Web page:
Reports: Former Egyptian leader Hosni Mubarak 'clinically dead'



Reports: Former Egyptian leader Hosni Mubarak 'clinically dead'
By Yahoo! | The Lookout – 31 mins ago


Former Egyptian President Hosni Mubarak is clinically dead, according
to reports. He was 84.

"Former president Hosni Mubarak has clinically died following his
arrival at Maadi military hospital on Tuesday evening,"
Egyptian news agency MENA said, quoting medical sources.

"Mubarak's heart stopped beating and was subjected to a defibrillator
several times but did not respond."

Reuters however is citing two security sources and reporting that
Mubarak is unconscious and on a respirator, not clinically dead.

Mubarak ruled Egypt for nearly 30 years, steering the nation through
the turmoil that swept a Middle East buffeted by wars, terrorism and
religious extremism. But the war hero and savior of his country died
as a criminal convicted for his role in the deaths of those fighting
to oust him.

Mubarak's health had been failing since he was sentenced to life in
prison on June 2, after he was convicted of failing to prevent the
killing of protesters in a February 2011 uprising against his rule.

Doctors at the prison hospital used a defibrillator twice on June 11
after they could not find a pulse on the deposed leader. An AP story
at the time said Mubarak "was slipping in and out of consciousness,
was suffering from high blood pressure and breathing difficulties, and
was in a deep depression, according to security officials at the
prison."

More details on his death or funeral arrangements are not yet
available.


The son of a low-level bureaucrat in the Nile Delta, Mubarak completed
Egypt's three-year military academy in two years and rose quickly
through the ranks of the Egyptian air force, according to a 2011
profile in the Washington Post.

He was tapped as Egypt's vice president in 1975 and thrust into the
presidency at the age of 53 on Oct. 6, 1981, when Islamist radicals
gunned down then President Anwar Sadat at a military parade.

Mubarak himself survived six assassination attempts. He won four terms
in single-candidate referendums and easily carried off the first
contested election in 2005.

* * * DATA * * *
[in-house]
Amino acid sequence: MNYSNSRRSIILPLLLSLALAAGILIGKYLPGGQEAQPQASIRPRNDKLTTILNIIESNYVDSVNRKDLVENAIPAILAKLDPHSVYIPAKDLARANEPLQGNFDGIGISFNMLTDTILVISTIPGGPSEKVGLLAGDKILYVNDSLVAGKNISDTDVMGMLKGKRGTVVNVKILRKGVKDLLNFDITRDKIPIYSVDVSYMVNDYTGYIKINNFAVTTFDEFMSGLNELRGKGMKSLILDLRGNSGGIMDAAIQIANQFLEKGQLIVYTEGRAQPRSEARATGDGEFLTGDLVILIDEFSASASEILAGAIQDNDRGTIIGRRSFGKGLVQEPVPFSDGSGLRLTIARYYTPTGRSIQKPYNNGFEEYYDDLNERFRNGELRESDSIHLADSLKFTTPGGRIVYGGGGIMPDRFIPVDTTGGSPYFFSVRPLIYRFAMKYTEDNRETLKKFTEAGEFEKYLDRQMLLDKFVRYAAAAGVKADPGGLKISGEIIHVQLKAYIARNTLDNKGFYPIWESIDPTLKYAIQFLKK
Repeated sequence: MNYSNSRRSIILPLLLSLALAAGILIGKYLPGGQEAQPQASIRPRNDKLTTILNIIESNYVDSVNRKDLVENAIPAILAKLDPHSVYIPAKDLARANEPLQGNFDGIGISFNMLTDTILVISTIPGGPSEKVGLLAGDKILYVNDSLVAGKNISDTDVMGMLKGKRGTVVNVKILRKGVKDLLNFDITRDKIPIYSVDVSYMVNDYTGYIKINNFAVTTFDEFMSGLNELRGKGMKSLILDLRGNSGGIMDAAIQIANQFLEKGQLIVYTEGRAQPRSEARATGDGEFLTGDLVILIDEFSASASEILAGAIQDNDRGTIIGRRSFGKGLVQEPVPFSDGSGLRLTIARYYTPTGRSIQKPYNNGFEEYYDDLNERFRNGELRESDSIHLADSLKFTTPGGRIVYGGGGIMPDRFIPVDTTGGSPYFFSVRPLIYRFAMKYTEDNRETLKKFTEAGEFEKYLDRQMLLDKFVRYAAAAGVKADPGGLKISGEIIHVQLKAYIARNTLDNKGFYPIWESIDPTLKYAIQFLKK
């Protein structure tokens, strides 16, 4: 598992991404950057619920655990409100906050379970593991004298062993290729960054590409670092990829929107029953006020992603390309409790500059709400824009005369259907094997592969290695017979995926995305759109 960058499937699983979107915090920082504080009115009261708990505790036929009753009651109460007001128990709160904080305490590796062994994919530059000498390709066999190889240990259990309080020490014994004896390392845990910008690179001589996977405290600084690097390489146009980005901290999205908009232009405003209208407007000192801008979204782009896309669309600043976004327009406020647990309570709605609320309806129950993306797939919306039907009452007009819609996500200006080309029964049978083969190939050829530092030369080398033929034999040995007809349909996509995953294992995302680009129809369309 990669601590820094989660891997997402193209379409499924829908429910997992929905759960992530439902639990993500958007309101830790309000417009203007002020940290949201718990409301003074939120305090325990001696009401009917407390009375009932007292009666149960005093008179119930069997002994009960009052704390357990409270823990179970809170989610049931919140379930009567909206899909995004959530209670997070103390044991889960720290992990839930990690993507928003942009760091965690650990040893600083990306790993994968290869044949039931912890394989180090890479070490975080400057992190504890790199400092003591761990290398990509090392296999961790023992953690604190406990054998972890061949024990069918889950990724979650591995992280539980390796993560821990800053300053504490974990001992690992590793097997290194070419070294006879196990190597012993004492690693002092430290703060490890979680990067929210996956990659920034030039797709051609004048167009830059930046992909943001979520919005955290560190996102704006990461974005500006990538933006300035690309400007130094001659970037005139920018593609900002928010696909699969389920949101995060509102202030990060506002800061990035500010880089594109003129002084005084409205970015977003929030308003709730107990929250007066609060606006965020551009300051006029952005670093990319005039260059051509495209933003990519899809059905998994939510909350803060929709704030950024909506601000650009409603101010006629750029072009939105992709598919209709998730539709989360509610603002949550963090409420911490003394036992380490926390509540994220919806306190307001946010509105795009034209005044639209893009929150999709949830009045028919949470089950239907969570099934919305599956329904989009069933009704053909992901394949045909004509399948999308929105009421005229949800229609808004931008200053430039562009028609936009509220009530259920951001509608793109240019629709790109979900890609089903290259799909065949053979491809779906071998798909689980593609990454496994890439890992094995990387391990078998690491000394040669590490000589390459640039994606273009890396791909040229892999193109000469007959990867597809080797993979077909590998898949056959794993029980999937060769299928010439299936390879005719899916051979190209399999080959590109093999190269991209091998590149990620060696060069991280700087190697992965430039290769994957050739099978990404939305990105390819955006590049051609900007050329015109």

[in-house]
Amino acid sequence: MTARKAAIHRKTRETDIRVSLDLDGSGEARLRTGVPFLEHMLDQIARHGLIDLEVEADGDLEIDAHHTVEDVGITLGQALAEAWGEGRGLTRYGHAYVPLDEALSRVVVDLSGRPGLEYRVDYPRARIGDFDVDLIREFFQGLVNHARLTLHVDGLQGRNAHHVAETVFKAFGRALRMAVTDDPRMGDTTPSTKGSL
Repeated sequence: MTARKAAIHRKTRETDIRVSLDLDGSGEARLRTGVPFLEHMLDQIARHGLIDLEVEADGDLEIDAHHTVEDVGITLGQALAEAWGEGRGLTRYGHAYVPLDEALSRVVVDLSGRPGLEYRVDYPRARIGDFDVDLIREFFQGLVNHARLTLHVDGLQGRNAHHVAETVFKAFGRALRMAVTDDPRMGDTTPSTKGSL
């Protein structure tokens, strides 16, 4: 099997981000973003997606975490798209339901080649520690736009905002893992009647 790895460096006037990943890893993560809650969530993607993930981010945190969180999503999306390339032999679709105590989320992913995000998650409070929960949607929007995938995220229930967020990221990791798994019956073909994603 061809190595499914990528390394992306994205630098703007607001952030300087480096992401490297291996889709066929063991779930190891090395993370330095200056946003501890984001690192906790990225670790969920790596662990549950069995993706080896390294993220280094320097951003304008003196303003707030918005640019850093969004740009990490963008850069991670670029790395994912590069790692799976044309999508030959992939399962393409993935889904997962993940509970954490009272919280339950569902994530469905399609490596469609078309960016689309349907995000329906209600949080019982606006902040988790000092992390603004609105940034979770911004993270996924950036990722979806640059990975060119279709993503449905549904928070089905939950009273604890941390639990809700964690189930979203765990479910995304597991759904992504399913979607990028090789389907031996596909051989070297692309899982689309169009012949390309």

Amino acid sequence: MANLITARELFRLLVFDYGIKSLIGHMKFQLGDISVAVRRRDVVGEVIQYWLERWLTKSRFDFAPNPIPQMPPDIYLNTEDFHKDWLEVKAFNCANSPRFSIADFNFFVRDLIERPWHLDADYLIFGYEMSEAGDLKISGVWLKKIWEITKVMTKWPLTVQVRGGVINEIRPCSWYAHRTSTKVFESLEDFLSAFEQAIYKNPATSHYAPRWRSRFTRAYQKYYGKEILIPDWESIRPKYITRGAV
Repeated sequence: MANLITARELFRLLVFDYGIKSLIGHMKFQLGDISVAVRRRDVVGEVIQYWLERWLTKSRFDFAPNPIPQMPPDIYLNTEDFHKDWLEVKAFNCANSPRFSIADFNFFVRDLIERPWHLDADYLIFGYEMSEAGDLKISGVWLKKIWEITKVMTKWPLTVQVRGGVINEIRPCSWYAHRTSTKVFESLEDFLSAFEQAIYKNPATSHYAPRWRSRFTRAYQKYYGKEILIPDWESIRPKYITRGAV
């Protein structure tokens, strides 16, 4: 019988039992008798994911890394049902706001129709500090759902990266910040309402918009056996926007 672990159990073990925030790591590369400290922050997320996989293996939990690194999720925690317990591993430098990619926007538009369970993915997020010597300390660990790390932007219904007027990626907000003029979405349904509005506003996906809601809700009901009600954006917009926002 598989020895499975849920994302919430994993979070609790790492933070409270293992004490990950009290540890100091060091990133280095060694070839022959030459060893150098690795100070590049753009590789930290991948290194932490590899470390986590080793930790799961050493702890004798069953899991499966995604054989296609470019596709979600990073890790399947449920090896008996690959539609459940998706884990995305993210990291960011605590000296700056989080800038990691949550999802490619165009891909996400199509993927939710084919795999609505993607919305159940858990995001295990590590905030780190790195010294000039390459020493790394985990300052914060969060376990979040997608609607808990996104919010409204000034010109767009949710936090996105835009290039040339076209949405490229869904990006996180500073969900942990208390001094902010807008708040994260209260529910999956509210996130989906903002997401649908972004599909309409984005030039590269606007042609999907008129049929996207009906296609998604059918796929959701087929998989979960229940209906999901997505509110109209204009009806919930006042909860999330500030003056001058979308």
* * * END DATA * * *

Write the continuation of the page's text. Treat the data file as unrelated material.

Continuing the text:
During his presidency, Mubarak was a key U.S. ally in the Middle East,
a stalwart against the West's Islamist enemies, even joining the 1999
invasion of Iraq. He was also able to rebuild relationships with
neighboring countries that were strained after Sadat signed a peace
treaty with Israel.

Mubarak kept the peace with Israel while keeping Egypt free from
Islamic militarism. On Nov. 17, 1997, an Islamic militant group killed
58 tourists and four Egyptians at an ancient temple near Luxor.
Reuters called it the "most dramatic act in a 1990s rebellion by
Islamists seeking to establish an Islamic state." The revolt was
eventually crushed by state security.

The Washington Post profile noted:

Mubarak valued stability above all else—and assumed the vast
majority of Egyptians shared that perspective. Egypt was a nation, he
would argue, that depended millenniums ago on central authority to
organize the harvest and mobilize the resources to build the pyramids—
and that still needed the same sort of unyielding management to avoid
sectarian violence between Muslims and Christians or infiltration by
terrorists.

His relationship with the West also earned Egypt tens of billions of
dollars in U.S. military and foreign aid over Mubarak's term. The
money helped rebuild the country's crumbling infrastructure and
invigorate its armed forces.

However, his legacy was mixed.

Efforts to groom his son Gamal as a successor ultimately stoked
popular anger and suspicion that the spoils of government and economic
growth would be steered to a favored clique for another generation,
the Post reported.

While the country's economy is much improved and the financial markets
and infrastructure have been modernized, "the country still struggles
with high unemployment, rampant corruption, residual state controls
and growing demands for basic services from an ever-burgeoning
population," the paper reported.

Mubarak's political downfall began in January 2011 when anti-
government protests began across Egypt, driven by discontent over
poverty, repression and corruption. He ordered troops to quell the
demonstrations.

On Feb. 10, 2011, he transferred his power to Vice President Omar
Suleiman. Mubarak refused to step down, however, igniting protests in
Cairo's Tahrir Square. Mubarak stepped down the following day and a
military council took control of the country.

"This will be the land of my living and my death," Mubarak said in
that final address as president. "It will remain a dear land to me. I
will not leave it nor depart it until I am buried in the ground."


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I think he was a nut-case, to say the least.Understatement of the day.
He also liked America.
I wonder if he was in attendance at the Dead's shows at the Great
Pyramids in 1978?


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